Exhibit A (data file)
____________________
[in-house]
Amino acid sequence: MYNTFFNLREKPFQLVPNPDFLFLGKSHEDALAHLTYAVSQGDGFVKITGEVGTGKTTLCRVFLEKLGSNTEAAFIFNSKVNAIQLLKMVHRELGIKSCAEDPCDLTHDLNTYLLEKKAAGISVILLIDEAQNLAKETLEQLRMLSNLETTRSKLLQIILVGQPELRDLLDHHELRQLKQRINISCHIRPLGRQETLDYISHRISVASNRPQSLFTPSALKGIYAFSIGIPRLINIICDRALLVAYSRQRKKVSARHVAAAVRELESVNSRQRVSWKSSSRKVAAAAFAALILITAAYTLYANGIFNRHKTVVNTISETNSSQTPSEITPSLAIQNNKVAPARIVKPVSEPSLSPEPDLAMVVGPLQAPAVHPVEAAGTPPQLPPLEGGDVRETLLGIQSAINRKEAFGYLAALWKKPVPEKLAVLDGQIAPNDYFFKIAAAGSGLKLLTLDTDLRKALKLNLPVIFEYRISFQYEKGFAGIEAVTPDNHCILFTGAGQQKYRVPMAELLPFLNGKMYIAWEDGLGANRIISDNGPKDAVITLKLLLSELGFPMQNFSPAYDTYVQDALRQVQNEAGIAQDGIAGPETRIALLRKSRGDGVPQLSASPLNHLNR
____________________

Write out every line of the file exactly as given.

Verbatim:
[in-house]
Amino acid sequence: MYNTFFNLREKPFQLVPNPDFLFLGKSHEDALAHLTYAVSQGDGFVKITGEVGTGKTTLCRVFLEKLGSNTEAAFIFNSKVNAIQLLKMVHRELGIKSCAEDPCDLTHDLNTYLLEKKAAGISVILLIDEAQNLAKETLEQLRMLSNLETTRSKLLQIILVGQPELRDLLDHHELRQLKQRINISCHIRPLGRQETLDYISHRISVASNRPQSLFTPSALKGIYAFSIGIPRLINIICDRALLVAYSRQRKKVSARHVAAAVRELESVNSRQRVSWKSSSRKVAAAAFAALILITAAYTLYANGIFNRHKTVVNTISETNSSQTPSEITPSLAIQNNKVAPARIVKPVSEPSLSPEPDLAMVVGPLQAPAVHPVEAAGTPPQLPPLEGGDVRETLLGIQSAINRKEAFGYLAALWKKPVPEKLAVLDGQIAPNDYFFKIAAAGSGLKLLTLDTDLRKALKLNLPVIFEYRISFQYEKGFAGIEAVTPDNHCILFTGAGQQKYRVPMAELLPFLNGKMYIAWEDGLGANRIISDNGPKDAVITLKLLLSELGFPMQNFSPAYDTYVQDALRQVQNEAGIAQDGIAGPETRIALLRKSRGDGVPQLSASPLNHLNR